Research Papers

Coupled Multifield Finite Element Analysis Model of Upsetting Under an Applied Direct Current

[+] Author and Article Information
Thomas J. Kronenberger, David H. Johnson, John T. Roth

School of Engineering, Mechanical Engineering, Penn State Erie, The Behrend College, Erie, PA 16563

J. Manuf. Sci. Eng 131(3), 031003 (Apr 21, 2009) (8 pages) doi:10.1115/1.3090833 History: Received July 30, 2007; Revised July 21, 2008; Published April 21, 2009

Recent research studying the deformation of various metals in compression, while running an electric current through the material, has been quite promising. A problem occurs when trying to identify the specific mechanisms that cause the changes in the mechanical properties, however, since the flow of electricity produces resistive heating, which also affects the mechanical properties of metals. However, previous research has proven that not all of the effects on the properties can be explained through resistive heating, implying that the electron flow through the metal also causes changes to the mechanical properties. Therefore, this work develops a model capable of differentiating between the effects of resistive heating and the effects of the electron flow when deforming 6061-T6511 aluminum in compression. To accomplish this, a detailed finite element simulation has been developed using ANSYS ® with two models in symbiosis. The first model predicts the temperature of the specimen and compression fixtures due to the applied electrical current. The resulting thermal data are then input into a deformation model to observe how the temperature change affects the deformation characteristics of the material. From this model, temperature profiles for the specimen are developed along with true stress versus strain plots. These theoretical data are then compared with experimentally determined data collected for 6061-T6511 aluminum in compression. By knowing the exact effects of resistive heating, as obtained through the finite element analysis (FEA) model, the effects of the electron flow are isolated by subtracting out the effects of resistive heating from the data obtained experimentally. Future work will use these results to develop a new material behavior model that will incorporate both the resistive and flow effects from the electricity.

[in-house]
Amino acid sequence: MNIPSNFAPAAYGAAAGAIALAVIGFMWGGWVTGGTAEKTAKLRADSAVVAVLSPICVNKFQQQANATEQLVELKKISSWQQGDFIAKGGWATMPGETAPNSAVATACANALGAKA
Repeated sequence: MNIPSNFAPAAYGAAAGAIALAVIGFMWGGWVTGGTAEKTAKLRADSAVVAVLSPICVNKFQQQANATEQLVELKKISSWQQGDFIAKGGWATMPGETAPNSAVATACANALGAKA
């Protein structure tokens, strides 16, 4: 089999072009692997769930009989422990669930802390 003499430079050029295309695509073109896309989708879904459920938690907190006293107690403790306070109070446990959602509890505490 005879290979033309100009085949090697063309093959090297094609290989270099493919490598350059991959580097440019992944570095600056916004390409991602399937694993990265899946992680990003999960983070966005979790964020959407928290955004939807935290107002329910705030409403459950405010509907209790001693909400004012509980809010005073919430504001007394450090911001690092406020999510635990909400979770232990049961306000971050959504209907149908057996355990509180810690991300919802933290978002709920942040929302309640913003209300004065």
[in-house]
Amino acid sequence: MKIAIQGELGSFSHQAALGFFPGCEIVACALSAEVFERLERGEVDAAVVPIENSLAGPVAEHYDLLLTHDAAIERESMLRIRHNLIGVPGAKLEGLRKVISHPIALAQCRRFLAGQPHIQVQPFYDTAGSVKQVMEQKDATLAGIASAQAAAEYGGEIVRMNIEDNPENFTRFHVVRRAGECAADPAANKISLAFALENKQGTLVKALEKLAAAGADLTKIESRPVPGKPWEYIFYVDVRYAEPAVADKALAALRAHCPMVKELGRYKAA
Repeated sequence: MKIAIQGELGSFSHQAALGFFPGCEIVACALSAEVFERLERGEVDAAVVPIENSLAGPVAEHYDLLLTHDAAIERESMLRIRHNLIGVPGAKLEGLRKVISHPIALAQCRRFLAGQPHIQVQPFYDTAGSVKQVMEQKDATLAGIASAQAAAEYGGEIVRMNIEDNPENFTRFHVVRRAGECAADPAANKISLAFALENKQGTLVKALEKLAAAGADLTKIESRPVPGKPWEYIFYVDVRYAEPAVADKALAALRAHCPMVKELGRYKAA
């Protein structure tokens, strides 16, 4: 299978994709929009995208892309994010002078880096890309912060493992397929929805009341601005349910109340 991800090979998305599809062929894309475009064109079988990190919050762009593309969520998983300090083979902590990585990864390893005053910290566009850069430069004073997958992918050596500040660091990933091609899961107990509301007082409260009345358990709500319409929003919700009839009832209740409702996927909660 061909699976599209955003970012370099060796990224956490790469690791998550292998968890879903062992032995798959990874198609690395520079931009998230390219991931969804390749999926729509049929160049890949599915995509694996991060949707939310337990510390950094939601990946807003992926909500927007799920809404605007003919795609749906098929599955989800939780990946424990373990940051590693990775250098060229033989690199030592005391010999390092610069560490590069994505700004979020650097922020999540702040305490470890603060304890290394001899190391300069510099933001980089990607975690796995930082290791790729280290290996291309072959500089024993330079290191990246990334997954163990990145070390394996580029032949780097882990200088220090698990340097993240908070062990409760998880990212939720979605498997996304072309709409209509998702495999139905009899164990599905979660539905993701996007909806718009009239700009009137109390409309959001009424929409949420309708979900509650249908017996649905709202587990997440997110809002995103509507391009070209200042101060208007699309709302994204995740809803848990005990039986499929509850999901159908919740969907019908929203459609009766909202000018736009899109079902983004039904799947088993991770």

Copyright © 2009 by American Society of Mechanical Engineers
Your Session has timed out. Please sign back in to continue.



Grahic Jump Location
Figure 2

Stress-strain input for aluminum specimen

Grahic Jump Location
Figure 3

Thermal conductivity and specific heat versus temperature

Grahic Jump Location
Figure 4

Resistivity and thermal expansion versus temperature of 6061-T6511 aluminum

Grahic Jump Location
Figure 5

Electrical boundary conditions

Grahic Jump Location
Figure 14

Current density vectors at test beginning

Grahic Jump Location
Figure 16

Final temperature profile

Grahic Jump Location
Figure 15

Current density vectors at test end (20 s)

Grahic Jump Location
Figure 1

FE model geometry and boundary conditions

Grahic Jump Location
Figure 6

Schematic of test setup

Grahic Jump Location
Figure 7

Physical test setup

Grahic Jump Location
Figure 11

Isothermal test and model compared

Grahic Jump Location
Figure 12

Stress versus strain plot 60 A/mm2 test

Grahic Jump Location
Figure 13

Stress versus strain plot 45 A/mm2 test

Grahic Jump Location
Figure 8

60 A/mm2 temperature profiles

Grahic Jump Location
Figure 9

45 A/mm2 temperature profiles

Grahic Jump Location
Figure 10

Stress-strain baseline comparison



Some tools below are only available to our subscribers or users with an online account.

Related Content

Customize your page view by dragging and repositioning the boxes below.

Related Journal Articles
Related eBook Content
Topic Collections

Sorry! You do not have access to this content. For assistance or to subscribe, please contact us:

  • TELEPHONE: 1-800-843-2763 (Toll-free in the USA)
  • EMAIL: asmedigitalcollection@asme.org
Sign In